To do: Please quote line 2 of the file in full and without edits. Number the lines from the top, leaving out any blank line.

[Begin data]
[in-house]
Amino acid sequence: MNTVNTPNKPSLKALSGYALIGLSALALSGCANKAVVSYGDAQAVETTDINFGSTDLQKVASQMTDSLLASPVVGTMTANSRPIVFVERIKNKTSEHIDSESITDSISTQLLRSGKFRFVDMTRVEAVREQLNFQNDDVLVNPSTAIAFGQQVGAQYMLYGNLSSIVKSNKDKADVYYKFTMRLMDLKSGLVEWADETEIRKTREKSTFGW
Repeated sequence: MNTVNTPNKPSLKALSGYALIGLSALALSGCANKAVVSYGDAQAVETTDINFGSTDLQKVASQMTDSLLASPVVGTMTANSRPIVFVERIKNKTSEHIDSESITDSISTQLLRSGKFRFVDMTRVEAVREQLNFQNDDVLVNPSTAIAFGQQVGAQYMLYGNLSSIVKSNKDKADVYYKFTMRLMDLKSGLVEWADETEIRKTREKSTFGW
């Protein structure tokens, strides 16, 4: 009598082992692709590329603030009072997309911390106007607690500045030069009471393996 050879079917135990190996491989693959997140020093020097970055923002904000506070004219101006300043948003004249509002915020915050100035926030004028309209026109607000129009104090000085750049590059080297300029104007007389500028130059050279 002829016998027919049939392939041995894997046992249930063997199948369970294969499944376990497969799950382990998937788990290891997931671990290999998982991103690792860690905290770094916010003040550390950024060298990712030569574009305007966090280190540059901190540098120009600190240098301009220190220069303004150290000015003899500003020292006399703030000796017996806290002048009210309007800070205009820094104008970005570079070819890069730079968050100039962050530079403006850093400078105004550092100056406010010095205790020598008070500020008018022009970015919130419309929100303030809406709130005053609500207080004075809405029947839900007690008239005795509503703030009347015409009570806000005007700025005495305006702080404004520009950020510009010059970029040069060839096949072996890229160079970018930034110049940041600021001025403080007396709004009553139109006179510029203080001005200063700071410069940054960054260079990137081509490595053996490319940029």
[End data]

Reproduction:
Amino acid sequence: MNTVNTPNKPSLKALSGYALIGLSALALSGCANKAVVSYGDAQAVETTDINFGSTDLQKVASQMTDSLLASPVVGTMTANSRPIVFVERIKNKTSEHIDSESITDSISTQLLRSGKFRFVDMTRVEAVREQLNFQNDDVLVNPSTAIAFGQQVGAQYMLYGNLSSIVKSNKDKADVYYKFTMRLMDLKSGLVEWADETEIRKTREKSTFGW